It’s hard to judge what to expect from Tom Ince, who joined Reading on loan until the end of the season from Stoke City on deadline day. It was part of a swap move with Liam Moore going in the opposite direction - aptly, both players are in the same position: unwanted by their parent clubs and in need of a restart elsewhere.
So how might Ince’s restart in Berkshire go? We spoke to Potters fan Ben Rowley, host of Stoke podcast The YYY-Files. He gave us an overview of Ince’s time in Staffordshire, strengths, weaknesses and much more.
How would you sum up Ince’s time at Stoke?
A monumental disappointment. We signed him for £12m from Huddersfield Town when we got relegated from the Premier League, thinking he’d be the the jewel in our crown in our push for an immediate return. Considering we bought him for the same amount as we sold Xherdan Shaqiri in the space of a matter of days, it could be considered as the biggest downgrade of all time.
He was signed by Gary Rowett to be a winger who’d be the difference-maker in games, setting up the likes of Benik Afobe and James McClean. All of those names have now departed Stoke; that in itself is more indicative of Stoke’s decline over the last few years than Tom Ince’s career in ST4 alone.
What are his main strengths?
He’s a technical footballer, without a doubt. His tight dribbling is useful for squeezing himself out of a tight situation with his back to goal. He’s got a decent strike on him when he’s in a good goalscoring position. His passes can be relatively incisive, if he’s got his tail up. Many Stoke players have labelled Ince as the most talented footballer they’ve seen at the club, which is some credit considering some of the players we do have.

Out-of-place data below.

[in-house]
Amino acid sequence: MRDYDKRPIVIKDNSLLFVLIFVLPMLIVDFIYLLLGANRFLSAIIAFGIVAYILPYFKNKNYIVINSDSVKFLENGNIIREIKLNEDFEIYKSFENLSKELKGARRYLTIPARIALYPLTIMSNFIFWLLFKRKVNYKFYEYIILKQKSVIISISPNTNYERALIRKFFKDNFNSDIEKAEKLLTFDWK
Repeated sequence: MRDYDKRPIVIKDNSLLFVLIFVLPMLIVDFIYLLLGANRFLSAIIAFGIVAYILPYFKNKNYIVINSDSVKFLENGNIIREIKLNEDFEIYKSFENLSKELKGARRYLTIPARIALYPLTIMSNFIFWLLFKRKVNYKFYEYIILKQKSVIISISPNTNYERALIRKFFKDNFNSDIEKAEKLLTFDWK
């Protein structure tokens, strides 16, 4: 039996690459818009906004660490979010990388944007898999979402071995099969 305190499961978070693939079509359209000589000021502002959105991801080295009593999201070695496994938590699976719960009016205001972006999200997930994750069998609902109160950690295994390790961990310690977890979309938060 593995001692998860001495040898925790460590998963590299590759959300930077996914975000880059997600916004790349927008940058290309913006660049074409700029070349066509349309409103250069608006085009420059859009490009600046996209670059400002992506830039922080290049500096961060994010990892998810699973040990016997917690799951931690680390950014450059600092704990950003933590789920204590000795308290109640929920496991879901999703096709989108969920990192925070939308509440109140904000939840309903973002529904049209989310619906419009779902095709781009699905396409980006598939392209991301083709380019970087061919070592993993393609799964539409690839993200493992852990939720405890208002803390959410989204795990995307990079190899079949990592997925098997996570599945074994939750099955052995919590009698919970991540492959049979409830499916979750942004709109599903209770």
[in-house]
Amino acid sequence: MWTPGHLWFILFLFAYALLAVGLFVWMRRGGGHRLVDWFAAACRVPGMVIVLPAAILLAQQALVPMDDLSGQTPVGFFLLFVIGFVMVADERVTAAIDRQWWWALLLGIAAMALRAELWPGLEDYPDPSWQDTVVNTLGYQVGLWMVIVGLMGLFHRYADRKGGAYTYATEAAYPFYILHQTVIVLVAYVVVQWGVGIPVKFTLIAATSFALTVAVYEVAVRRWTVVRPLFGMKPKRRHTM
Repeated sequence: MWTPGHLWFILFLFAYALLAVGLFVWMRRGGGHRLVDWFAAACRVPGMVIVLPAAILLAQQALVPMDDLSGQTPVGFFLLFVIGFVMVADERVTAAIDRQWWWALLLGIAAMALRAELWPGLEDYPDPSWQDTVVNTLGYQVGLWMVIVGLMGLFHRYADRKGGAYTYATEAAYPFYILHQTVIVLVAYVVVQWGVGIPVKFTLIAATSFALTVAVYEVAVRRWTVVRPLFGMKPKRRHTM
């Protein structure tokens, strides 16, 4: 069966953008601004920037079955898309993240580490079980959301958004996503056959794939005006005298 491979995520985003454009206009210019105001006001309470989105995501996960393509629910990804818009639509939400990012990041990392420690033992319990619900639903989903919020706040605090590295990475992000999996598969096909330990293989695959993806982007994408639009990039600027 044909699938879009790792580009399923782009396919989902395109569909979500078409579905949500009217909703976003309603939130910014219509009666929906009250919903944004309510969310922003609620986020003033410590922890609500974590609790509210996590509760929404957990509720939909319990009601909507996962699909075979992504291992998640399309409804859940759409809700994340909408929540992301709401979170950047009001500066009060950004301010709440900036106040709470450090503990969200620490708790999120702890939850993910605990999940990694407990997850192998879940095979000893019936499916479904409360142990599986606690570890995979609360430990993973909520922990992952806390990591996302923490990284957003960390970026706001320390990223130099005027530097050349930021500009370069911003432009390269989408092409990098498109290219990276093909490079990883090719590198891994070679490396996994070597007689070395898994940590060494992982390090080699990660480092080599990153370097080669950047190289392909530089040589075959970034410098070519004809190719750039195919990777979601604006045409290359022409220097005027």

How about weaknesses?
His confidence is (or perhaps was) shot to pieces. He endured a poor slump in form as his teammates at Stoke did the same, and it was that vicious circle that allowed things to spiral. Sadly, Ince relies on that confidence to execute that natural ability he clearly possesses.
When his head’s down, he refuses to take on opponents, which makes double-marking him effective at completely shutting him down. I’ve also never seen a more one-footed (left) player in my life. It makes him very predictable as a winger, and very easy to shut down when he’s out of confidence, as mentioned before.
What can he bring to Reading tactically?
He started out as a winger at Stoke and failed miserably. He was left out of the side for over a year and then, due to injuries, he’s been reintroduced as one of a midfield three. It’s given him a new lease of life, as he’s been scoring plenty of goals and playing relatively well in this position.
He could certainly work as an inside forward or an attacking midfielder. He needs runners off him and plenty of effort from those around him in midfield to make up for his lack of defensive prowess. Oh, he’s also popped up as a right wing back for us occasionally too.
What’s his character like?
I must admit, I’ve rarely questioned his effort. He seems to train very well, whether he’s in the team or not, and is often seen making himself busy on and off the ball. However, as a game progresses, you can see his head drop if things are going against him and it’s to the detriment of the team.
He takes himself and his game very seriously, and takes it very personally if his team are losing or if his performances haven’t been good enough. He’s never warmed himself to the Stoke fans, whether that’s just because of how much of a disappointing transfer he’s been, or whether he’s simply just very personable in that environment.
Will he be a success at Reading?
One thing’s for sure, he’s due a new lease of life. He’s only 30 and his technical ability hasn’t faded all that much. His confidence needs restoring and his performances his seasons will go some way to repairing that.
If he can play in your team regularly, with players in and around him that will play to his strengths, I can see him being a great signing, especially as he’ll be available on a free in the summer. He’s a player that needs to have a team built around him, otherwise he will falter once again.